DOUGLAS — The multimillion dollar projects continue to roll into Converse County, and the pace isn’t letting up.

Not all the developments are new wells — which break ground weekly these days— pipelines and gas plants. As demand for fracking water increases, companies are building Wyoming’s first water recycling facilities. Freestone Midstream is the newest company to get into the water recycling game in Converse County.

“We saw the demand both on the freshwater side and disposal side, as well as recycling and treatment,” Freestone Midstream President James Flavin said. “This Nighthawk Facility is a true water management facility.”

The Nighthawk Facility will be on Jenne Trail – an oil and gas hotspot – in northern Converse County. The site will handle produced water, the oily remnant from the fracking process. Freestone will dispose of some of that water by injecting it deep belowground, but the facility will also recycle water so that it can be reused for new well completions.

Flavin did not want to divulge the price of the facility, but explained that part of the project will become operational in the coming weeks, and final construction should wrap up by August.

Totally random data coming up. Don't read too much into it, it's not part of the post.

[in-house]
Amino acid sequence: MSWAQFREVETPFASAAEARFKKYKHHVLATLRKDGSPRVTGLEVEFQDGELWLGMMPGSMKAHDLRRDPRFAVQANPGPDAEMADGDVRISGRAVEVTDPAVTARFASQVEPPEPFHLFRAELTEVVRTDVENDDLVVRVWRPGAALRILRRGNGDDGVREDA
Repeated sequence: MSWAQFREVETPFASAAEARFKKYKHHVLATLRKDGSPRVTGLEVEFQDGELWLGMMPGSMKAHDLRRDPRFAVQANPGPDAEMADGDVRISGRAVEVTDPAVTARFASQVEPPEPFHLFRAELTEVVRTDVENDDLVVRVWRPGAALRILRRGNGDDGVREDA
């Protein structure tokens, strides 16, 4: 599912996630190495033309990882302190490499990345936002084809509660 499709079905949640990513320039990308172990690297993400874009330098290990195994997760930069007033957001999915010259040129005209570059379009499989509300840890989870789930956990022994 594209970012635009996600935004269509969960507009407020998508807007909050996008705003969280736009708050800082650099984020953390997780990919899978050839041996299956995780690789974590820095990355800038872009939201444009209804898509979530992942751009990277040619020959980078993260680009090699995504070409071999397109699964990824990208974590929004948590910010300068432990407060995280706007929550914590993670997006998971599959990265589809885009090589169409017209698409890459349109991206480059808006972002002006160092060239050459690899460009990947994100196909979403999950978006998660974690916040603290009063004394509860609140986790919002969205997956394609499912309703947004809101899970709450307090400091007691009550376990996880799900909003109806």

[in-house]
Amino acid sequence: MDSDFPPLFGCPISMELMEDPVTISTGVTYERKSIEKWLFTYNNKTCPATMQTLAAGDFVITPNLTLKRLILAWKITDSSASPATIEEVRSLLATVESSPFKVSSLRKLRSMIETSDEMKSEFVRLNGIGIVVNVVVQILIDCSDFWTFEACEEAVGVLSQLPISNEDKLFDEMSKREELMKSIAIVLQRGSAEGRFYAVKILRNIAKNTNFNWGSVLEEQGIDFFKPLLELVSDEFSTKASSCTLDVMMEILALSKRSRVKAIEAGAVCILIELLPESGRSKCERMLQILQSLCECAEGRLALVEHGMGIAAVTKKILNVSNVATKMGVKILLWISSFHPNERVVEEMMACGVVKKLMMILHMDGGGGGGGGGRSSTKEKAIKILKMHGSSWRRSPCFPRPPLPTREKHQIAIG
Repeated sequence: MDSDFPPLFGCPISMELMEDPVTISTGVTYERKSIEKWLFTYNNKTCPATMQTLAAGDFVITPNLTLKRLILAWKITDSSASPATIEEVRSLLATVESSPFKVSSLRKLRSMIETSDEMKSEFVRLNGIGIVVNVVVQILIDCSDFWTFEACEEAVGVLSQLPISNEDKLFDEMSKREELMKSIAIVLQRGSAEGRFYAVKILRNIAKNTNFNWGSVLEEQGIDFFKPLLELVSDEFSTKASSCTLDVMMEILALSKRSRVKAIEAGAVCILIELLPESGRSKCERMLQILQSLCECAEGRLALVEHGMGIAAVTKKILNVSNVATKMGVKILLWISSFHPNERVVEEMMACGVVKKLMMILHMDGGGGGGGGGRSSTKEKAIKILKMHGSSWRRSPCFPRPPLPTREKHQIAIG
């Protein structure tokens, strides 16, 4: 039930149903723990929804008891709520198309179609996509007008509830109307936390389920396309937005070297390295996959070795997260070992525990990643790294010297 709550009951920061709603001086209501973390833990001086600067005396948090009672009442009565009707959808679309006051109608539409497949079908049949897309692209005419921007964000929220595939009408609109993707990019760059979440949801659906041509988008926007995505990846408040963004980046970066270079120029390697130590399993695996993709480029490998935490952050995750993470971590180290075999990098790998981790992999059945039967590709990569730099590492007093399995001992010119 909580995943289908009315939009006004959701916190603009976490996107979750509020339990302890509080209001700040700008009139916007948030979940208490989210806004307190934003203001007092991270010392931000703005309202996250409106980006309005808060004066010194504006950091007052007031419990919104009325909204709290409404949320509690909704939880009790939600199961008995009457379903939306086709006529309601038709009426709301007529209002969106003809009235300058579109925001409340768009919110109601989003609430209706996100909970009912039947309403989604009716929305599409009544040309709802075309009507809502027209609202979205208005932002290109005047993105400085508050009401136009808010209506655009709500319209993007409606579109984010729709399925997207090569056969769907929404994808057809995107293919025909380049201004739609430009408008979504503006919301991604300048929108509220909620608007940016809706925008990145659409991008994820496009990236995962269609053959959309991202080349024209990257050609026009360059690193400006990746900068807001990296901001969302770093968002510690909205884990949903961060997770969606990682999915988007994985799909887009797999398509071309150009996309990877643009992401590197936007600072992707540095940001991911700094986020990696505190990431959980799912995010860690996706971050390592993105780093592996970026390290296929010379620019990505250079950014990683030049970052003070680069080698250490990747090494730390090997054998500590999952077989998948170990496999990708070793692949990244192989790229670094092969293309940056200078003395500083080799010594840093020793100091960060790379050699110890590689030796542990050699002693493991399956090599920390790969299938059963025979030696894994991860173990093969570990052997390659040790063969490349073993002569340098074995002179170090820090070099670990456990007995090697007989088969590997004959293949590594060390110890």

He also noted that the company is likely to build more similar facilities in the county in the future, and already has another one in the works.

Silver Creek Midstream is building a 16-inch crude oil pipeline that should be complete by July.

Silver Creek Midstream Vice President of Shared Services Foy Wallace said that the project will cost $39 million.

“We’re thrilled to be in the Powder River basin,” Wallace said. “The workers in Wyoming are just solid, solid people.”

Like much of the county’s current developments, Silver Creek’s pipeline begins in northern Converse County west of WYO 59. It will run parallel to WYO 59 before connecting to the Pronghorn Oil Facility 17 miles north of Douglas. A maximum of 120 employees will build the pipeline.

Wallace said that Converse County is currently seeing an incredibly high pace of development.

“There is no normal,” he said. “Every day it’s just growing.”

Northern Converse County is also seeing new gravel pits. Melgaard Construction plans to open the Bell Pit once it receives the requisite approvals.

“The Bell Pit is honestly just one of the pits we’re working on in Converse County,” Melgaard Construction Aggregate Manager Jake Hepp said.

The Bell Pit will be 15 acres and could produce up to 300,000 tons of gravel. The company is also working on the Fiddleback gravel pit, just below the Campbell County border, and a gravel pit on Boner Bros property.

Logistics are king for gravel. Shipping rock is expensive, so opening gravel pits near oil and gas development makes financial sense.

Melgaard Construction Environmental Manager Chris Fare said that the company is increasing production in anticipation of even more development.

“The Converse County EIS, this is in part to help service that as well,” Fare said.

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